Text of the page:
Founder Institute Singapore

The sector-agnostic institute welcomes entrepreneurs who are seeking cofounders to a 15-week program. Applications are accepted from small teams, solo founders, or duos. You need to have a clear business idea and your startup should be at the pre-seed stage. The participants can benefit from seed funding, consultations with mentors, and lifetime support.

Entrepreneur First

This one is for talents who lack both an idea and a cofounder. It offers a 6-month program for tech businesses but it can also consider companies from other industries. In addition to all the conventional benefits of an incubator, Entrepreneur First will give you a study allowance to cover your living expenses.

4 Singapore-specific niches for ecommerce businesses

You might be able to succeed by launching an ecommerce startup in any niche where you have expertise. But if you lack a clear idea, consider these four niches that should have great potential in Singapore.


Singapore is the leading biotechnology hub in the region and on a global scale. The number of professionals who work in the biopharmaceutical sector has more than doubled since the early 2000s and exceeds 6,000 people. 4 of the top 10 drugs by global revenue are manufactured here. The government has set the goal of making Singapore the world’s first Smart Nation and is heavily investing in science and technology. If you create a marketplace for biotech products, the demand for it should be high.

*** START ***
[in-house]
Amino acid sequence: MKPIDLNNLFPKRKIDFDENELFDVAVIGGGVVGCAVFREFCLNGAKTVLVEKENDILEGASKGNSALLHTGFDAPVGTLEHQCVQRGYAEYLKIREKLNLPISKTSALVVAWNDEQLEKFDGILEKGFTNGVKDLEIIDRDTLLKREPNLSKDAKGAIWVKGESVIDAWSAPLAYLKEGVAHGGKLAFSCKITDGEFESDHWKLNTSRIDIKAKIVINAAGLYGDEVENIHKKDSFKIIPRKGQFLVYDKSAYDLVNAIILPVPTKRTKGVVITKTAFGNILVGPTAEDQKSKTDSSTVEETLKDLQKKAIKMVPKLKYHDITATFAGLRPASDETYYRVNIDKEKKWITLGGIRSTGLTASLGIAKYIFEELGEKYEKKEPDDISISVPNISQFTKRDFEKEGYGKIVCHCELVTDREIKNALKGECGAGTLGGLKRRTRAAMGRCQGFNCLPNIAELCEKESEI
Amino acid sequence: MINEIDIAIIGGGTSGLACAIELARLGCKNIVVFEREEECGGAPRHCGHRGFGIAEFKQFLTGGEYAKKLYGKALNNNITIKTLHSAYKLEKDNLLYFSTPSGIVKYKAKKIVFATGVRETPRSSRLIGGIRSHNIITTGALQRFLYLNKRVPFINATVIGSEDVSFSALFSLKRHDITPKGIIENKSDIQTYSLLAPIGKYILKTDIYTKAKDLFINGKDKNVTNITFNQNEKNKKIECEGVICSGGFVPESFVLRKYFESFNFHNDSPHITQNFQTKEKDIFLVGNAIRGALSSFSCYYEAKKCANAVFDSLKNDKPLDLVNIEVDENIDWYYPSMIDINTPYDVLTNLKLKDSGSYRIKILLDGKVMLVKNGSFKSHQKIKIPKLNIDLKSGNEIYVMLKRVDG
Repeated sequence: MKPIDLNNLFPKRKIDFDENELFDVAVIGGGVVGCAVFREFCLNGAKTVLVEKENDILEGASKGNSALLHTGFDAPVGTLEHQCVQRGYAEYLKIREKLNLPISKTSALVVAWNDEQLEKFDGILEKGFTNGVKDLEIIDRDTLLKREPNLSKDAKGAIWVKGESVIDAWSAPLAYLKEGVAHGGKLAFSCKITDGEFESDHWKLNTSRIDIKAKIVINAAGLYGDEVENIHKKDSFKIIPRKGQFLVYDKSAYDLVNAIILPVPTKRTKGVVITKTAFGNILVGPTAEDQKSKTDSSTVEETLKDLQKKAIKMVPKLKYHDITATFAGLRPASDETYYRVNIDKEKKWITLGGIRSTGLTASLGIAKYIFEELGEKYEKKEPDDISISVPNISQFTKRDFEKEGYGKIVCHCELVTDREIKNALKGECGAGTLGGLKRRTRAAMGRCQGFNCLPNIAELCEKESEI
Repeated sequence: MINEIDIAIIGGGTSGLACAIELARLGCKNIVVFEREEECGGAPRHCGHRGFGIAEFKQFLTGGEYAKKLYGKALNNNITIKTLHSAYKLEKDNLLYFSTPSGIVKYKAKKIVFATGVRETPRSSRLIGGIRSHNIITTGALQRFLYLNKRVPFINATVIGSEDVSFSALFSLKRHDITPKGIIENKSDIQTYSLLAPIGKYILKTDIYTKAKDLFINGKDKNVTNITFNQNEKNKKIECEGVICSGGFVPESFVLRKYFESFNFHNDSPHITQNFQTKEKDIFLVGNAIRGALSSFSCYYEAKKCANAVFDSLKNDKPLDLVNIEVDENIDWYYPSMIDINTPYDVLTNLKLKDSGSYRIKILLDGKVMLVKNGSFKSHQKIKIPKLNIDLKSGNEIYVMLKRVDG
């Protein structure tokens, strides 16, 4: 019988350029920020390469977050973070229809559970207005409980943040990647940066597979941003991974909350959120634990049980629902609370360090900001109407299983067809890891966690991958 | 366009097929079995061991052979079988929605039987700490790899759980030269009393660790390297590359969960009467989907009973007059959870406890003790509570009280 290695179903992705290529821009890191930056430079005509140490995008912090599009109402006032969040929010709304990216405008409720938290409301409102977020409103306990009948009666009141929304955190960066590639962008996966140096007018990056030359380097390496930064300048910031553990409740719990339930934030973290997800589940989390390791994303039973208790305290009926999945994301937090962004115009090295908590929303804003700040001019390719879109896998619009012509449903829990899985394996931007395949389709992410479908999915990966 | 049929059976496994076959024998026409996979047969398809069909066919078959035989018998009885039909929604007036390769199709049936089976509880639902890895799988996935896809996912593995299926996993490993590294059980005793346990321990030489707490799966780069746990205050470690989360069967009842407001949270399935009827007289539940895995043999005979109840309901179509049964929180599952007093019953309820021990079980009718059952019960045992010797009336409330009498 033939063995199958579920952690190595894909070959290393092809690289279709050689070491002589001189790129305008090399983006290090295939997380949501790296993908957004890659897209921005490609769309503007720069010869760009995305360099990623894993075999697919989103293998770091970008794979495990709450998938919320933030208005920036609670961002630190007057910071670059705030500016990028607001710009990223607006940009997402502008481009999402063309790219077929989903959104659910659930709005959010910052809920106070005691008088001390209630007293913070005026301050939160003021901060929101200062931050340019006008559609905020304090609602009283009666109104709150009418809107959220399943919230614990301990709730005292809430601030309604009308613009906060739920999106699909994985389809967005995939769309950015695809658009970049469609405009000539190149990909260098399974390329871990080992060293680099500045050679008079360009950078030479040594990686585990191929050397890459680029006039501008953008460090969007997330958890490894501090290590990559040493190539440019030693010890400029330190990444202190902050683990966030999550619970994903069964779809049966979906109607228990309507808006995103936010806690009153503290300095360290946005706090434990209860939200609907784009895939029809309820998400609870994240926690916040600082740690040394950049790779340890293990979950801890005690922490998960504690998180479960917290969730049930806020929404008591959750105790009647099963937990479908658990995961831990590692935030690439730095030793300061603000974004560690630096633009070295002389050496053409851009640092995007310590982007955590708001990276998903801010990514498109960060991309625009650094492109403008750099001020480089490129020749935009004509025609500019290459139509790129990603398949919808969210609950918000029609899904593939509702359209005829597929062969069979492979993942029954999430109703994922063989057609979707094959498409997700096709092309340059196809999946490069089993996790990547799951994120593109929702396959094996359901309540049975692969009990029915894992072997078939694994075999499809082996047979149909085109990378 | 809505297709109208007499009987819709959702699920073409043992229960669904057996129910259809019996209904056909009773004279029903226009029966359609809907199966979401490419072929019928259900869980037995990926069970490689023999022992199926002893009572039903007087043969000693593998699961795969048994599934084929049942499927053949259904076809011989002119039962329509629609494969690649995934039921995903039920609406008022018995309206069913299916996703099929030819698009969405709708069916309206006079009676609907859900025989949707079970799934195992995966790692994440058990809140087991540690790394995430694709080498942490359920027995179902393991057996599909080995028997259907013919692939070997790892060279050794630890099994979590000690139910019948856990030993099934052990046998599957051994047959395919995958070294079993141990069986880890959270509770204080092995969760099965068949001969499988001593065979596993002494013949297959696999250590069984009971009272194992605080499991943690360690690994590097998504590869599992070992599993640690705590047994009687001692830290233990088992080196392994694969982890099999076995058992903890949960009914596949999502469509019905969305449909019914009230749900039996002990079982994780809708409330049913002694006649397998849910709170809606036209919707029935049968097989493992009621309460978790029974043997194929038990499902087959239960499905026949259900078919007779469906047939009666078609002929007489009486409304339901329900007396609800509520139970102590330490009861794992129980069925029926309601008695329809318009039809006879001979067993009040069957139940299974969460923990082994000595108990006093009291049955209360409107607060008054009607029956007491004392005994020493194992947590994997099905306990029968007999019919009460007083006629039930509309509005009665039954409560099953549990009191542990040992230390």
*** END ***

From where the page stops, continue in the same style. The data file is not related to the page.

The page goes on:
Singapore is the seventeenth-largest trading partner of the United States. It’s one of the major trading partners for South Korea, Indonesia, China, and Malaysia. Your ecommerce business can facilitate foreign trade for Singapore-based companies.

Travel and tourism

Almost 14% of all international tourist receipts in South Asia account for Singapore. In 2019, over 19 million foreign tourists visited this country. Consider developing a platform that will make it easier for travelers to book hotels and transportation, discover the hidden gems of the country, and get discounts.

Elderly care

By 2035, around ⅓ of the country’s population will be aged 65 or older. The fertility rate in Singapore is one of the lowest in the world: 1.15 children per woman. Ecommerce startups can come up with solutions that improve the lives of elderly people or sell solutions by various manufacturers. 

Final thoughts

Singapore is an emerging ecommerce market, so now it seems to be the perfect time to launch your own startup here. 

You can be the sole proprietor of your business or you may register a company or a partnership. The startup registration process is quick and the tax rates are affordable. 

If needed, you can rely on an extensive network of venture capitalists, angel investors, startup incubators, and accelerators in the country. If you don’t know which niche your business should belong to, join an incubator for founders who lack ideas. Alternatively, consider such promising sectors as travel and tourism, elderly care, biotechnologies, or import and export. 

To get a competitive benefit, it might be wise to integrate invisible payments, visual and voice search, and livestreaming into your ecommerce project. Even though Singapore is small, it can become an excellent launchpad from where you’ll expand all over the Asian-Pacific region.

Marketing Manager at Admitad Projects